NGC 2768 Radial Kinematics

Radially Extended Kinematics in the S0 Galaxy NGC 2768 from Planetary Nebulae, Globular Clusters and Starlight

Duncan A. Forbes, Arianna Cortesi, Vincenzo Pota, Caroline Foster, Aaron J. Romanowsky, Michael R. Merrifield, Jean P. Brodie, Jay Strader, Lodovico Coccato, Nicola Napolitano
Centre for Astrophysics & Supercomputing, Swinburne University, Hawthorn VIC 3122, Australia
School of Physics and Astronomy, University of Nottingham, University Park, NG7 2RD Nottingham, UK
European Southern Observatory, Alonso de Cordova 3107, Vitacura, Santiago, Chile
University of California Observatories, Santa Cruz, CA 95064, USA
Harvard-Smithsonian Center for Astrophysics, Cambridge, MA 02138, USA
European Southern Observatory, Karl-Schwarzschild-Strasse 2, 85748 Garching, Germany
Istituto Nazionale di Astrofisica, Observatorio Astronomico di Capodimonte, Via Moiarello 16, 80131, Naples, Italy
E-mail: dforbes@swin.edu.au
Abstract

There are only a few tracers available to probe the kinematics of individual early-type galaxies beyond one effective radius. Here we directly compare a sample of planetary nebulae (PNe), globular clusters (GCs) and galaxy starlight velocities out to 4 effective radii, in the S0 galaxy NGC 2768. Using a bulge-to-disk decomposition of a K-band image we assign PNe and starlight to either the disk or the bulge. We show that the bulge PNe and bulge starlight follow the same radial density distribution as the red subpopulation of GCs, whereas the disk PNe and disk starlight are distinct components. We find good kinematic agreement between the three tracers to several effective radii (and with stellar data in the inner regions). Further support for the distinct nature of the two galaxy components come from our kinematic analysis. After separating the tracers into bulge and disk components we find the bulge to be a slowly rotating pressure-supported system, whereas the disk reveals a rapidly rising rotation curve with a declining velocity dispersion profile. The resulting V/ ratio for the disk resembles that of a spiral galaxy and hints at an origin for NGC 2768 as a transformed late-type galaxy. A two-component kinematic analysis for a sample of S0s will help to elucidate the nature of this class of galaxy.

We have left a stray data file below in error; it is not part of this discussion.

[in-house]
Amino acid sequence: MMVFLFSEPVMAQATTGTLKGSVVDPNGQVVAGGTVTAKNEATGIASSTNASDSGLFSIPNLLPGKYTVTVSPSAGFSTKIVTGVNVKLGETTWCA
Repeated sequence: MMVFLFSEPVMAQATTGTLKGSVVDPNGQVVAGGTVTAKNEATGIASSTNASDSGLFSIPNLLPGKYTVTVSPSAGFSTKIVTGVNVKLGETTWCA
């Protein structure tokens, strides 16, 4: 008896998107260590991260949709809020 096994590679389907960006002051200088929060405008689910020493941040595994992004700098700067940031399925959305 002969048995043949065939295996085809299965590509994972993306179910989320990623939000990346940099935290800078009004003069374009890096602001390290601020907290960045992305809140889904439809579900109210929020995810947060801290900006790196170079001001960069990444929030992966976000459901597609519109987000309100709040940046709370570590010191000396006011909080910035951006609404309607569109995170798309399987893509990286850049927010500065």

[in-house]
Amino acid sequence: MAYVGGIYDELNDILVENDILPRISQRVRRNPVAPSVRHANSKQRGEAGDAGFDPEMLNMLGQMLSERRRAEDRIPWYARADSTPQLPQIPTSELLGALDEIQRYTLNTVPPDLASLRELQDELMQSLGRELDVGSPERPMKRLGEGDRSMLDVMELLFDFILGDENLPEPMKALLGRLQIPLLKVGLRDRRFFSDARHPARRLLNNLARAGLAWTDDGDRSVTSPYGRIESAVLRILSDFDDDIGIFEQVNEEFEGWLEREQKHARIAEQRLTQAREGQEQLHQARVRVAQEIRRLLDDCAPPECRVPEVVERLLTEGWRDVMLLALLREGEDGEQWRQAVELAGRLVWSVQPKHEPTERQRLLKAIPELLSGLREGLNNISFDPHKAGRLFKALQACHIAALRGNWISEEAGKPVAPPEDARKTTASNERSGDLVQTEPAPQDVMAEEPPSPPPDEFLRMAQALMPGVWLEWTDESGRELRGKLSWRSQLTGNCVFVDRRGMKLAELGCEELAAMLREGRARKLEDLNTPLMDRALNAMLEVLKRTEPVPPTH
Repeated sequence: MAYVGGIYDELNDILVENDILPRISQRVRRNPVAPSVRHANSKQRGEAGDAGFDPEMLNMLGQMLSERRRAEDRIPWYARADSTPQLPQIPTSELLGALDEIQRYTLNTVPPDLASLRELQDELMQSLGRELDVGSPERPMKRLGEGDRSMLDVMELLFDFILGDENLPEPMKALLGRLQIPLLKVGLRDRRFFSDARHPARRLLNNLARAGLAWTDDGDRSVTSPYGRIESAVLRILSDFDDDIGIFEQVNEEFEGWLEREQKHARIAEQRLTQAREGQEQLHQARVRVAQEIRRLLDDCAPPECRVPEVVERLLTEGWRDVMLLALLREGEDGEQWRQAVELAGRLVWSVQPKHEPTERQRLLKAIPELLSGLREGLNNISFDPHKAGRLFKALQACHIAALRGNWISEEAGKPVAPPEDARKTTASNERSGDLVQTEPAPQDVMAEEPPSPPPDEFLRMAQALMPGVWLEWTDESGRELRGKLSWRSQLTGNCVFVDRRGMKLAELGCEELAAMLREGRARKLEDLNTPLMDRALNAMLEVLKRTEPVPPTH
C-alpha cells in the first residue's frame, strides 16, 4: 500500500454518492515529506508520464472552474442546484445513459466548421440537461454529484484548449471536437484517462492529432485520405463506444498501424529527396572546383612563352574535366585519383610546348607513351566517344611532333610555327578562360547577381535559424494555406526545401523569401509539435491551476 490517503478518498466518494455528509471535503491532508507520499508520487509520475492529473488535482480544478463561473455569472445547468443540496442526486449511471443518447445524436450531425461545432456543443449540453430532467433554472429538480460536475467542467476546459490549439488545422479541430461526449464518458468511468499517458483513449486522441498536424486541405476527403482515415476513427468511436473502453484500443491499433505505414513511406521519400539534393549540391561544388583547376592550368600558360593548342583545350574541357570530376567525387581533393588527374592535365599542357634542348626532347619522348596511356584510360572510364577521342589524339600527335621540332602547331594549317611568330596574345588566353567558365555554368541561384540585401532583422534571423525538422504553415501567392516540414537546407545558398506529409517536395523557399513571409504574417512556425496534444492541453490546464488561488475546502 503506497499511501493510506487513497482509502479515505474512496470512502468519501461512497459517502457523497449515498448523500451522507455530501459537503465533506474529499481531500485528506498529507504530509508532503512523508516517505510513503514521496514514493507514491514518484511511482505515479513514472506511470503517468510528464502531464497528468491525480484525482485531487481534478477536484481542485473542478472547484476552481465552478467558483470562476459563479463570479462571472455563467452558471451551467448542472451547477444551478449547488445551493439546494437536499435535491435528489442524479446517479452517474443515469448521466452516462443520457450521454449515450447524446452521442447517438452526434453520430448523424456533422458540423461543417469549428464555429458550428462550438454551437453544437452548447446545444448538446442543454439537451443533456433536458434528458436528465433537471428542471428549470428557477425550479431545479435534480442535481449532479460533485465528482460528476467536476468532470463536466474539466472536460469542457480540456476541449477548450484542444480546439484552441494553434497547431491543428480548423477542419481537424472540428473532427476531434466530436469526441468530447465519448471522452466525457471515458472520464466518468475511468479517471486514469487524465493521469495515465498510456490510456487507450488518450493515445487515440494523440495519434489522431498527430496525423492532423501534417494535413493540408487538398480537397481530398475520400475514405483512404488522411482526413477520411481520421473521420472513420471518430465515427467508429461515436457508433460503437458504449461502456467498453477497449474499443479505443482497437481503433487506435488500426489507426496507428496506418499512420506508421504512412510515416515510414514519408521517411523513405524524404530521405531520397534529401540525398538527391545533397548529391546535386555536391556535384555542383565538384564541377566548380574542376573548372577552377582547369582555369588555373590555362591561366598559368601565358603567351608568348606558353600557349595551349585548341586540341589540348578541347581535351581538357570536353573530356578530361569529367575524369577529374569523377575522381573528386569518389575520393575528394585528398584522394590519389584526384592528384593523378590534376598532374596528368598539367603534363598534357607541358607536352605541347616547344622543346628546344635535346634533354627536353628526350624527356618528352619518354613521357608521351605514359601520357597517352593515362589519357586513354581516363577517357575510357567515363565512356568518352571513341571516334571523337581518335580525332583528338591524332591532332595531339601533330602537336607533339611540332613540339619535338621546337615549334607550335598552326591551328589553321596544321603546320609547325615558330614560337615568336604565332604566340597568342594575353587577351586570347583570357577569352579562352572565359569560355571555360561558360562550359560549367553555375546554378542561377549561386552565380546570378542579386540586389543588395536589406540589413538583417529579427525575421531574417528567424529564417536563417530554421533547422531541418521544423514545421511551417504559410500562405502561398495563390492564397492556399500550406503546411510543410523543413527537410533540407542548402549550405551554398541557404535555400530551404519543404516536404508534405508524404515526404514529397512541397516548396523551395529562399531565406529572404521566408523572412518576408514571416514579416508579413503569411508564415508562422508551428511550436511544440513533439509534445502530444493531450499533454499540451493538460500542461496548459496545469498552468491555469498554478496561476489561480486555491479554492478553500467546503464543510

keywords:
globular clusters – planetary nebulae – galaxies: individual (NGC 2768)
pagerange: Radially Extended Kinematics in the S0 Galaxy NGC 2768 from Planetary Nebulae, Globular Clusters and StarlightLABEL:lastpagepubyear: 2002

1 Introduction

Based on studies of the morphology-density relation in clusters (Dressler 1980) and groups (Wilman et al. 2009), it has been suggested that lenticular (S0) galaxies may be the descendants of spirals that have undergone some evolutionary process (e.g. ram pressure stripping, galaxy harrassment, gas starvation and/or mergers). Recent investigations of S0s have studied their metallicity gradients (Bedregal et al. 2011), Tully-Fisher relation (Bedregal, Aragon-Salamanca & Merrifield 2006) and stellar populations (Aragon-Salamanca, Bedregal & Merrifield 2006). However, the origin of S0s is still a subject of much debate (e.g. Kormendy & Bender 2012). The internal kinematics of galaxies are a key tool to understanding their structure and formation histories, and S0s are no exception. For example, the kinematics will be largely unaffected if S0s were formerly spirals that have been simply stripped of gas or if they were involved in a relatively minor merger.

Although half of the stellar mass within a galaxy lies within one effective radius (R), more than 90% of the total mass and angular momentum does not (Romanowsky & Fall 2012). Thus in order to examine the internal kinematics and total mass of early-type galaxies one must probe well beyond 1 R. elliptical and S0 (early-type) galaxies often lack the significant quantities of extended HI gas commonly found in spirals, so the kinematic tracers are the galaxy starlight itself, planetary nebulae (PNe) and globular clusters (GCs).

Using the underlying starlight of a galaxy to probe its stellar kinematics is perhaps the preferred method, however the surface brightness of a galaxy declines rapidly with increasing radius so it is very difficult to obtain high quality spectra beyond a few effective radii without a large investment of 8m-class telescope time (Coccato et al. 2010) or using deep single pointings (Weijmans et al. 2009). PNe and GCs have the advantage that they are ubiquitous in the halos of early-type galaxies out to large galactocentric radii (5–10 R). Although there have been several studies of PNe and GC system kinematics in early-type galaxies, very few studies have directly compared them to each other, or to results from galaxy starlight over a common radial range.

Luminous PNe are the end product of low mass stars. However, there is still debate as to whether they arise from normal single-star evolutionary processes or from mass transfer in a binary star system (Ciardullo et al. 2005) In the former case, the PNe observed in early-type galaxies would have an age of 1.5 Gyr, and in the latter case they could be as old as 10 Gyr. Coccato et al. (2009) showed that the radial surface density of PNe follows the galaxy starlight in early-type galaxies and that they are useful probes of galaxy kinematics. However, ellipticals with embedded thick disks and S0 galaxies may contain two subpopulations of PNe, one associated with the disk and one with the bulge, as seen for spiral galaxies (Nolthenius & Ford 1987; Hurley-Keller et al. 2004). Not accounting for the different kinematics of these distinct PNe subpopulations could lead to misleading results as illustrated recently by Cortesi et al. (2011) for the lenticular galaxy NGC 1023. Furthermore, Dekel et al. (2005) suggested that an intermediate-aged population of PNe may have ‘contaminated’ the PNe velocity dispersions of some galaxies in the early-type sample of Romanowsky et al. (2003) and hence impacted the resulting mass analysis.